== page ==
Category Archives: Covid19

AfDB 2021 annual meetings

The African Development Bank Group (AfDB) has announced its series of annual meetings for 2021.

The theme of the annual meetings which will take place from June 23-25 is “building resilient economies in post-covid Africa” and will include the 56th annual meeting of the governors of the African Development Bank and the 47th one of the African Development Fund. The 81 governors of the bank will review the annual report and operations of the group and adopt key resolutions with a focus on inclusive growth, debt and governance.

Just like in 2020, the meetings will be held virtually due to the ongoing Covid-19 situation in which the prescribed mitigation measures are restricted gatherings and travels.

Most dialogue sessions will be restricted to only the governors and bank officials, but there will be some” knowledge events” that are open to the public such as on climate change and building Africa’s health defences.

EDIT: Also during the annual meetings will be the 2021 African Banker Awards with the two main ones being the African Bank of the Year Award (contested by Afreximbank, Attijariwafa, Banque Centrale Populaire, Commercial International Bank, Equity Group Holdings, Standard Bank Group, Trade and Development Bank and Zenith Bank) and the African Banker of the Year between Ade Ayeyemi of Ecobank Transnational Admassu Tadesse (TDB), Brehima Amadou Haidara (Banque de Développement du Mali), Herbert Wigwe (Access Bank), James Mwangi of Equity Group, João Figueiredo – (MozaBanco), and Kennedy Uzoka of United Bank for Africa.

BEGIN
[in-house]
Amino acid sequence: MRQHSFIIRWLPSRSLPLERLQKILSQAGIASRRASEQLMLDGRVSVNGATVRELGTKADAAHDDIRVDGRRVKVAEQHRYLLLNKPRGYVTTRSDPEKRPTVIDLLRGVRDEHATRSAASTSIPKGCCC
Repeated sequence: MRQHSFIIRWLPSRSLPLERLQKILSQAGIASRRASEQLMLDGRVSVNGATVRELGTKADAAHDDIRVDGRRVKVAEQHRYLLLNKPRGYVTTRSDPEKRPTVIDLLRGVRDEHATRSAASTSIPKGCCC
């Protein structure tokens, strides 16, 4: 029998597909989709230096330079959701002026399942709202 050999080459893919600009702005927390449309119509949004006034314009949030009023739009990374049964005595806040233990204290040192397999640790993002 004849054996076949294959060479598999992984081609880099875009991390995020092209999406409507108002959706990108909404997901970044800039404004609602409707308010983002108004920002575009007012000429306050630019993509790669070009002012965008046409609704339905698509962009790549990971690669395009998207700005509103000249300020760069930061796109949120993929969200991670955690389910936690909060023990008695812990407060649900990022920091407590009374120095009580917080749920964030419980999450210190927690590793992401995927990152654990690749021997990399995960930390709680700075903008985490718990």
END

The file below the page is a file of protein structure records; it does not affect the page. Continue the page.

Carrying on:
Also Innovation in Financial Services Award, Financial Inclusion Award, Sustainable Bank, SME Bank, Investment Bank (with nominees Absa EFG Hermes, FBNQuest, Misr Capital, and  Standard Bank of South Africa. There is also the Energy Deal of the Year Award, Debt Deal of the Year (which includes Dangote Cement PLC $208 million bond by FBNQuest), and Agriculture Deal of the Year which has nominees from Banque Misr, Standard Bank Group, Nedbank, Stanbic IBTC Capital and, Afreximbank.

Some of the other nominees of include the Equity Deal of the Year Award, which has the Acorn Holdings student accommodation bond/REIT by Renaissance Capital, Infrastructure Deal of the Year in which TDB is nominated for both Kigali’s King Faisal Hospital and Tanzania’s Standard Gauge Railway.

Safaricom’s Ethiopia License Bid

This week marked the deadline for bids for two new Ethiopia telecommunication licenses on April 26. Two offers were received in Addis Ababa; one by MTN (Mauritius) and the other for a “Global Partnership for Ethiopia”, a consortium by Vodafone, Vodacom, Sumitomo and Safaricom.